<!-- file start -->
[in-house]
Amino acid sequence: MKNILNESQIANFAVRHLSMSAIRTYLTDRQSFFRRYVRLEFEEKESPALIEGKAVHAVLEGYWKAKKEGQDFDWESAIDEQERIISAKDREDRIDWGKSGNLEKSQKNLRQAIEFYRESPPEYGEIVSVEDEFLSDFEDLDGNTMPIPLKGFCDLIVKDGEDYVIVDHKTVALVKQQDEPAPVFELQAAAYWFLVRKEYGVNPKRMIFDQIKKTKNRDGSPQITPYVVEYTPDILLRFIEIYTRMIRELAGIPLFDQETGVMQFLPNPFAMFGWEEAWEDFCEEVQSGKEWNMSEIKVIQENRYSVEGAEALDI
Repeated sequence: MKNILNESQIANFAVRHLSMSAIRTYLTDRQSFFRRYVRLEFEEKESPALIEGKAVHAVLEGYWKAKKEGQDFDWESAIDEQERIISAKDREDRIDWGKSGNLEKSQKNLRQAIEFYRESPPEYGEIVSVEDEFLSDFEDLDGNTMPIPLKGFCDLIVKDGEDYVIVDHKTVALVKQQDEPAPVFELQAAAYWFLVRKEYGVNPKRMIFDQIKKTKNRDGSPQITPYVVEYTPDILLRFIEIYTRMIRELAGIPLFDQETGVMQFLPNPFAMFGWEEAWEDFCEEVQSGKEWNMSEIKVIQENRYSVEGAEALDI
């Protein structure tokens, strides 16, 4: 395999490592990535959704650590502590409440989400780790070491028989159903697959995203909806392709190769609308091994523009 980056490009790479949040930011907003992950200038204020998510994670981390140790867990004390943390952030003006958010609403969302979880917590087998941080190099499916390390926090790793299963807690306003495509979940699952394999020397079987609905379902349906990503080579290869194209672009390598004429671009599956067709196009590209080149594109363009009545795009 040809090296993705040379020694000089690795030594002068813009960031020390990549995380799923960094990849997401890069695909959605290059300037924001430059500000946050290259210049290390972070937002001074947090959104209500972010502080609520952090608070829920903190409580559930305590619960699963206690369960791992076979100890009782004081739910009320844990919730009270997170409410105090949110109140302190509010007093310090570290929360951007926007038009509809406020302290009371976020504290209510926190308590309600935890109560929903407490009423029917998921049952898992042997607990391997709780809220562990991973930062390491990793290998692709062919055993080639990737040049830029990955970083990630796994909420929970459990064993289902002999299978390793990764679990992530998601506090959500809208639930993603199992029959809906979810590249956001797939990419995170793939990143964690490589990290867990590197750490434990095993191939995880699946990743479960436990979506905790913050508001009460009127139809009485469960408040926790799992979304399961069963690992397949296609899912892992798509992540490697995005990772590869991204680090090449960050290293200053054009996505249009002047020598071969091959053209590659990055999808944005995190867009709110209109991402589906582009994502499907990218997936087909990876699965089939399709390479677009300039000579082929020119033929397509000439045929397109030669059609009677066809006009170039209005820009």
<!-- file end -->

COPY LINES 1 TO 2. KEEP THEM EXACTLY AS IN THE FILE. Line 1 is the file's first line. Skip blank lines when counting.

[in-house]
Amino acid sequence: MKNILNESQIANFAVRHLSMSAIRTYLTDRQSFFRRYVRLEFEEKESPALIEGKAVHAVLEGYWKAKKEGQDFDWESAIDEQERIISAKDREDRIDWGKSGNLEKSQKNLRQAIEFYRESPPEYGEIVSVEDEFLSDFEDLDGNTMPIPLKGFCDLIVKDGEDYVIVDHKTVALVKQQDEPAPVFELQAAAYWFLVRKEYGVNPKRMIFDQIKKTKNRDGSPQITPYVVEYTPDILLRFIEIYTRMIRELAGIPLFDQETGVMQFLPNPFAMFGWEEAWEDFCEEVQSGKEWNMSEIKVIQENRYSVEGAEALDI